I have nearly exhausted my regular unemployment benefits. What kinds of relief can I expect from the CARES Act?


States are permitted to extend unemployment benefits under the CARES Act by up to 13 weeks as per the new Pandemic Emergency Unemployment Compensation (PEUC) scheme. PEUC benefits are available for weeks of unemployment from the time your state implements the PEUC program till December 31, 2020, or before. The program includes most people available for or seeking work who no longer have access to regular unemployment compensation under state or federal laws. Significantly, the CARES Act gives flexibility to states to determine if you are “actively seeking work,” unable to seek work due to the effects of COVID-19, such as illness, quarantine, or travel restrictions.

Additionally, after exhausting the 13 weeks of additional benefits available from the PEUC program, you could continue to receive benefits under the PUA program. In other words, after exhausting your regular UC and PEUC benefits in less than 39 weeks, you could still be eligible to get assistance for the remaining weeks of the PUA’s 39-week period.


My current benefits from unemployment compensation do not provide adequate assistance given the unforeseen economic difficulties caused by the COVID-19 outbreak. Can I expect to receive extra relief?


Yes, based on how your particular state decides to implement the CARES Act. The new law has created the Federal Pandemic Unemployment Compensation program (FPUC), in order to give an extra $600 per week to people already collecting the regular UC (including unemployment compensation for Federal Employees (UCFE), and Unemployment Compensation for Ex-Service members (UCX), as well as Extended Benefits (EB), PUA, PEUC, Trade Readjustment Allowances (TRA), Short Time Compensation (STC), Disaster Unemployment Assistance (DUA), as well as payments under the Self Employment Assistance (SEA) program). This added benefit for your weeks of unemployment can be accessed beginning after the date on which your state and the U.S. Department of Labor entered into an agreement and ending on or before July 31, 2020.


As a nonprofit organization and a reimbursing employer, I am worried that I may be unable to timely reimburse the state for the unemployment benefits. What should I do?


Contact your state unemployment insurance office to learn what options may be available for delaying reimbursement payments. The CARES Act allows states to provide maximum flexibility to reimbursing employers as it relates to timely payments in lieu of contributions and assessment of penalties and interest.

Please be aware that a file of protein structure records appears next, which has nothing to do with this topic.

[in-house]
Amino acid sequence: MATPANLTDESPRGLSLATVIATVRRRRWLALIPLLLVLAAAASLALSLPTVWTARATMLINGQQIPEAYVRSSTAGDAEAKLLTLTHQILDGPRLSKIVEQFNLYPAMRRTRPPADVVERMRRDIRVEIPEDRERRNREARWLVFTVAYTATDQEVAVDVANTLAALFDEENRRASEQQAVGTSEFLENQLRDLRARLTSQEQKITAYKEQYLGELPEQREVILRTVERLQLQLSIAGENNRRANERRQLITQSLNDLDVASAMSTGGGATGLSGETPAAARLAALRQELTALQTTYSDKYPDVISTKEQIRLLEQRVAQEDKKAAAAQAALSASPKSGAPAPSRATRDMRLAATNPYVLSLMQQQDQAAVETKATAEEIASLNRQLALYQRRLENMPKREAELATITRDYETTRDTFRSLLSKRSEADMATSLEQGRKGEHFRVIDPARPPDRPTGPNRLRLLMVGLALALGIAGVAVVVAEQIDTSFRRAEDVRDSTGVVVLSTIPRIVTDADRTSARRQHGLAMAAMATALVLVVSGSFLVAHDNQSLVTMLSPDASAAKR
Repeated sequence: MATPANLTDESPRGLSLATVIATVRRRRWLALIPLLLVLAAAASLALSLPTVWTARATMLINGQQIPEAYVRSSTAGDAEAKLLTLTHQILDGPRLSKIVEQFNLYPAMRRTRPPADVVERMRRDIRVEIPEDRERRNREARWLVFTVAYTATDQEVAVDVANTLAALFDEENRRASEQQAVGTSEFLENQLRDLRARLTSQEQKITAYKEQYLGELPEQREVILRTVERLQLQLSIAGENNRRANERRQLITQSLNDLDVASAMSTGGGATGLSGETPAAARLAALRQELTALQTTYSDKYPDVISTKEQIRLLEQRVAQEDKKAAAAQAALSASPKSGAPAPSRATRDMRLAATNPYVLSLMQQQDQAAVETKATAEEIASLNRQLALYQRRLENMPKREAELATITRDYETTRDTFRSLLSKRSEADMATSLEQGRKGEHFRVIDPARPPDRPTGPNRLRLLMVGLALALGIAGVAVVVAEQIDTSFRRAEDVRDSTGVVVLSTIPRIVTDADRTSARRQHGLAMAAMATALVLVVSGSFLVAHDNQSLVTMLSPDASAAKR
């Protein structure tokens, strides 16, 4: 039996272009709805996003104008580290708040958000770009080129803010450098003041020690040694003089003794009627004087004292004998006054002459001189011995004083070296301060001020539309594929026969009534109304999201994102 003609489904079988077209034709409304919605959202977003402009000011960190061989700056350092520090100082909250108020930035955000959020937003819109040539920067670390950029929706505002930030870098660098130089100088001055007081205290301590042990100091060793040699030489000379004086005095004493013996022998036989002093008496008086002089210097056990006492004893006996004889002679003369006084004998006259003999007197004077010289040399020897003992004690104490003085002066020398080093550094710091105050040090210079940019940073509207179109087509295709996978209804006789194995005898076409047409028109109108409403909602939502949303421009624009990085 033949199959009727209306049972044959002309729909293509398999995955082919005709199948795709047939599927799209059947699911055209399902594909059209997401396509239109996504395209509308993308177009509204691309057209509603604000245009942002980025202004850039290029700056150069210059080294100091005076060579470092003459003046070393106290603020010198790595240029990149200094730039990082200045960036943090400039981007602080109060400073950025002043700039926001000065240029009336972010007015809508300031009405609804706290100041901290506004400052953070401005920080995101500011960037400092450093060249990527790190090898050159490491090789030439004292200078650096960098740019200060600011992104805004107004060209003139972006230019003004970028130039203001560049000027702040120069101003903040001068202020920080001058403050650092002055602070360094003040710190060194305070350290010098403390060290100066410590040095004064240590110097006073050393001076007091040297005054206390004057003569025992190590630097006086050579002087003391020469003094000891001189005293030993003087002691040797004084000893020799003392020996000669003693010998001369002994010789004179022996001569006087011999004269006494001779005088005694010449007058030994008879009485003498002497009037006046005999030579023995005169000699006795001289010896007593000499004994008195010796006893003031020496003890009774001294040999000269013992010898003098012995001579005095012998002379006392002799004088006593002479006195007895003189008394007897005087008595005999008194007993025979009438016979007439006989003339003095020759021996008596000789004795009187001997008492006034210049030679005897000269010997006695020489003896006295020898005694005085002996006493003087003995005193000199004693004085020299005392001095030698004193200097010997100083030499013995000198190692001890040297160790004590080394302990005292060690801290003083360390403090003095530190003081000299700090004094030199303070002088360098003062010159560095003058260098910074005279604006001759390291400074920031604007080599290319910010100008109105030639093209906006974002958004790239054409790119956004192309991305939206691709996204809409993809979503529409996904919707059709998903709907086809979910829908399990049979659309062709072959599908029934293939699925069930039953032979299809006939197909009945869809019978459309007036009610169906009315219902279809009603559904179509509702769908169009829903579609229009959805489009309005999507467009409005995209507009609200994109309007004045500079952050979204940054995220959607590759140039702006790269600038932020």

Am I Eligible for Regular Unemployment Compensation?


The eligibility guidelines for unemployment insurance benefits are set by each state. However, you may qualify if you:

  • Are unemployed through no fault of your own. This means (in most states) that you are not working any longer due to unavailability of any work.
  • Meet work and wage requirements. You must fulfill the requirements of your state for earned wages, or time worked, during the "base period." (This in most states is usually the first four out of the last five completed quarters (3-month period) before you filed your claim).


My employer is still keeping the establishment open because it is essential. No one in my household including myself is sick. I do not have children or do not have to care for someone who cannot care for themselves. However, I’m afraid of getting coronavirus from customers coming to the store, so I quit and filed for unemployment. Can I obtain benefits under the CARES Act?


No. According to the CARES Act, eligibility for benefits requires you to experience one of the situations mentioned in the Act, but the example you mentioned above does not qualify. You are not eligible for Pandemic Unemployment Assistance (PUA) because you do not meet any of the circumstances that make you qualify.

There are, however, circumstances under the CARES Act in which specific, credible health concerns could require an individual to quit his or her job and thereby make the individual eligible for PUA. For example, an individual may be eligible for PUA if he or she was diagnosed with COVID-19 by a qualified medical professional, and although the individual no longer has COVID-19. However, the illness caused other health complications rendering the individual unable to fulfill his or her basic job functions as per an objective assessment, whether he/she had adequate accommodation or not. On the other hand, voluntarily deciding to quit your job out of a general concern about exposure to COVID-19 does not make you eligible for PUA. If you believe your employer’s response to the possible spread of COVID-19 creates a serious safety hazard or if you think your employer is not following OSHA standards, you can file a complaint with the Occupational Safety and Health Administration (

As a general rule, you are likely to be eligible for PUA due to concerns about exposure to the coronavirus only if you have been advised by a healthcare provider to self-quarantine as a result of such concerns. For instance, an individual whose immune system is compromised by virtue of a serious health condition, and who is therefore advised by a healthcare provider to self-quarantine in order to avoid the greater-than-average health risks that the individual might face if he or she were to become infected by the coronavirus, will be eligible for PUA if all other eligibility requirements are met.


My employer has allowed me to work from home with pay. However, because I am also homeschooling my children and my spouse is working, I find it difficult to work from home. Under Section 2102(a)(3)(A)(ii)(I)(dd) of the CARES Act, I self-certify that I need my kids to be at school in order for me to be able to work. Do I qualify for PUA?